Mothers, babies, the health system and the wider society are going to pay the price of this new budget.

Trying to understand why your baby is upset

Working out what?s underlying your baby's fussiness can be a case of trial and error. Here are a few common causes and how you can remedy each one.

When those you love judge your parenting

In today's society, never has it been harder to parent without judgment. But what about when judgment is coming from closer to home?

Don't play the victim blame game with family violence

It's not a woman's job to teach violent men how to behave.

11 truths about having two under two

When I told my mothers? group that my husband and I had started trying for our second baby they told me I was crazy. Now I can see why.

'How do you say goodbye to someone you've only just started to get to know?'

New mum Sarah Sutton was faced with a shattering scenario no person should have to endure.

It's a ... boy! Couple welcomes son number 13

"It's a boy!" That's the phrase Kateri Schwandt has heard in labour delivery ward for the 13th time in her life.

Six reasons to go for a walk

Can't find time to get to the gym? It could be just as beneficial to put your baby in the stroller and go for a walk.

Seven questions you should be asking about your health cover

If the last time you assessed your health cover was five years ago, there?s a chance it may no longer suit your needs. To ensure it?s still right for your family, click here for seven questions to ask.

 
Advertisement
 
Advertisement
 
 
 

What's hot on EB

Where are the childcare places?

It?s all very well to encourage women to work if they choose to, but how can the measures lead to increased workforce participation when women are once again left holding the baby?

The pain of not having babies and not knowing why

After seven years of wishing, hoping, crying, punching pillows and shouting "why me?!", the end result is more than I ever thought possible.

Getting your family finances in order

Whether you're after a new car for a growing family, a bigger house, or are just fixing up your finances, here are the basics on borrowing.

Mum shares graphic selfie to warn against tanning

A mum has shared a graphic photo of her skin cancer treatment as a warning to others.

Does parenthood make us happier?

We can certainly gain higher levels of happiness when we become parents, but the trick is to not get overwhelmed by the pressures of raising our kids.

No, having a dog is not like having a human child

It's obvious these people dote on their pets, but they're barking up the wrong tree.

Toddler styling

Seven things my toddler taught me about my home

My standards at home were never that high but having a two-year-old has taught me to be cool with chaos.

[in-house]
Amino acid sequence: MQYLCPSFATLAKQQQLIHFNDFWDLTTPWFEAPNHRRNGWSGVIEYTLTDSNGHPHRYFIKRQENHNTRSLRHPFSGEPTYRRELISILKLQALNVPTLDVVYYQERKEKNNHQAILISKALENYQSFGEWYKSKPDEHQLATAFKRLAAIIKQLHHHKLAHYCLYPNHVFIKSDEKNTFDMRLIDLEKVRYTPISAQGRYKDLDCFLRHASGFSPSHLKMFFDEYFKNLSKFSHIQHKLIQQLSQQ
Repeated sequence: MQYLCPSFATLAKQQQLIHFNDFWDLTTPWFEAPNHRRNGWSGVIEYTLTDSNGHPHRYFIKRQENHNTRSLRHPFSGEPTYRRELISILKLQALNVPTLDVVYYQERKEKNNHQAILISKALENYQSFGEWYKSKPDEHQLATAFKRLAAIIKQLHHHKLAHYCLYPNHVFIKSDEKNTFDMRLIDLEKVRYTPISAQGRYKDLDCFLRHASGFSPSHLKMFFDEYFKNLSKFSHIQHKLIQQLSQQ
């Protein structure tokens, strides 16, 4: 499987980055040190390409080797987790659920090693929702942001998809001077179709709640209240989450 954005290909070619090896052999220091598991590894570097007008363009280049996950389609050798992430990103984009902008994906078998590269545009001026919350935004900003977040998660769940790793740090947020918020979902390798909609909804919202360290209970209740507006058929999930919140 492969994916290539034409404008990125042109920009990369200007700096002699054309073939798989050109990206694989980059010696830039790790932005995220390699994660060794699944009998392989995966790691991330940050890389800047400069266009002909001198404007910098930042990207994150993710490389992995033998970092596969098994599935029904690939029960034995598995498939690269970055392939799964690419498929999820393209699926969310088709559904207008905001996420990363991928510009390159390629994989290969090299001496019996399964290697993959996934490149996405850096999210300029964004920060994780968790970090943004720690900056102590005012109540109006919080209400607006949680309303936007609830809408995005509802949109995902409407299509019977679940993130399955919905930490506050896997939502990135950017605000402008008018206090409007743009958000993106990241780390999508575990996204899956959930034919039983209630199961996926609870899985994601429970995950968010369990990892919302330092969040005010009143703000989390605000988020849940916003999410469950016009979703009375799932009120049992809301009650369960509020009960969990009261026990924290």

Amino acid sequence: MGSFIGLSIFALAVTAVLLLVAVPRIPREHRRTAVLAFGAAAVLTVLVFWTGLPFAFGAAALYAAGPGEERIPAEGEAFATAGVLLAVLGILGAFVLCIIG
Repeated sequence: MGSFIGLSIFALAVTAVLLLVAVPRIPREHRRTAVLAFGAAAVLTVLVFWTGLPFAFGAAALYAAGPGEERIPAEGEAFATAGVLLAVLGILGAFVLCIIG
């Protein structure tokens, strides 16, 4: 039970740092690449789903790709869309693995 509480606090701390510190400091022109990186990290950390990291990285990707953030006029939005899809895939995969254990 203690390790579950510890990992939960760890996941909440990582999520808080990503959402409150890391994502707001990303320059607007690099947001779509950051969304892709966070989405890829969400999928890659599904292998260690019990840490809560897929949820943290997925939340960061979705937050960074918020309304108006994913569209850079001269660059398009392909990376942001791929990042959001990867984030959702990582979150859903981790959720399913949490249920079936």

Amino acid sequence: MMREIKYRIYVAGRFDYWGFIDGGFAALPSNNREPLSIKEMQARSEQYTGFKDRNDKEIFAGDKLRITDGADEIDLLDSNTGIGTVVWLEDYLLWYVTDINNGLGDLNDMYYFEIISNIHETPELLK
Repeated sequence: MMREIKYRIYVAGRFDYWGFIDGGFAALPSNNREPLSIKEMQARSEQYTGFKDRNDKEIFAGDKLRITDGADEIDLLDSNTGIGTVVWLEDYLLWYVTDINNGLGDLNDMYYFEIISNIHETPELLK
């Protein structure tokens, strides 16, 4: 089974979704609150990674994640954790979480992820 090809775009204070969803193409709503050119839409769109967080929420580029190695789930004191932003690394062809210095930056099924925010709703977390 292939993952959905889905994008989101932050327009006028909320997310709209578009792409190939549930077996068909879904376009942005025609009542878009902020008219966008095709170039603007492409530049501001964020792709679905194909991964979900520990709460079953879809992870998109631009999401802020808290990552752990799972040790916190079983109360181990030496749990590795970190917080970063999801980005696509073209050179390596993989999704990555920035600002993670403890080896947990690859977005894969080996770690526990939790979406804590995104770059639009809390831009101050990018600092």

Australia's top baby names of 2014

The numbers have been crunched and it's official: Australian parents are having a bit of an 'O' moment.

How to set up the perfect nursery for your baby

You'll soon be meeting your baby, but you've got one big task to get done first: setting up a comfy, calming nursery you'll both be able to enjoy.

Childcare rebate: tougher rules for stay-at-home mums

A new form of activity testing will be introduced to ensure the highest subsidies go to parents who contribute the most to the workforce.

The women who desperately need more support in pregnancy

For women suffering from chronic morning sickness or hyperemesis gravidarum, pregnancy can be the roller coaster from hell.

When labour doesn't happen and you're induced

I never actually went into labour - so by 42 weeks I was booked in for induction.

Mum's grief for triplets inspires change

The death of Sophie Smith's triplet baby boys has motivated the half-marathon mother and her team to raise $1.25 million for charity.

The best advice for treating head lice

Just like a horror movie ... THEY'RE BAAAAAACK. So what works in treating and avoiding head lice and nits?

Overdue and over it

A watched womb never labours ... or at least mine didn't.

Parenting an early walker

Watching your child take their first wobbly steps is one of the best parenting highs you'll ever experience. But with that high comes a new reality.

Baby-led weaning worked for us

My baby wasn't interested in food - until we tried something new. Now she's eating it all, and it often comes from my plate.

'Paralysed bride' becomes a mum

Rachelle Friedman Chapman was preparing to marry the man of her dreams when tragedy struck four years ago.

 

Top baby names

Baby Names

The numbers are in and we can now bring you the 2014 top baby name list for Australia.

 
Advertisement
 
 
Essential Baby and Essential Kids is the place to find parenting information and parenting support relating to conception, pregnancy, birth, babies, toddlers, kids, maternity, family budgeting, family travel, nutrition and wellbeing, family entertainment, kids entertainment, tips for the family home, child-friendly recipes and parenting. Try our pregnancy due date calculator to determine your due date, or our ovulation calculator to predict ovulation and your fertile period. Our pregnancy week by week guide shows your baby's stages of development. Access our very active mum's discussion groups in the Essential Baby forums or the Essential Kids forums to talk to mums about conception, pregnancy, birth, babies, toddlers, kids and parenting lifestyle. Essential Baby also offers a baby names database of more than 22,000 baby names, popular baby names, boys' names, girls' names and baby names advice in our baby names forum. Essential Kids features a range of free printable worksheets for kids from preschool years through to primary school years. For the latest baby clothes, maternity clothes, maternity accessories, toddler products, kids toys and kids clothing, breastfeeding and other parenting resources, check out Essential Baby and Essential Kids.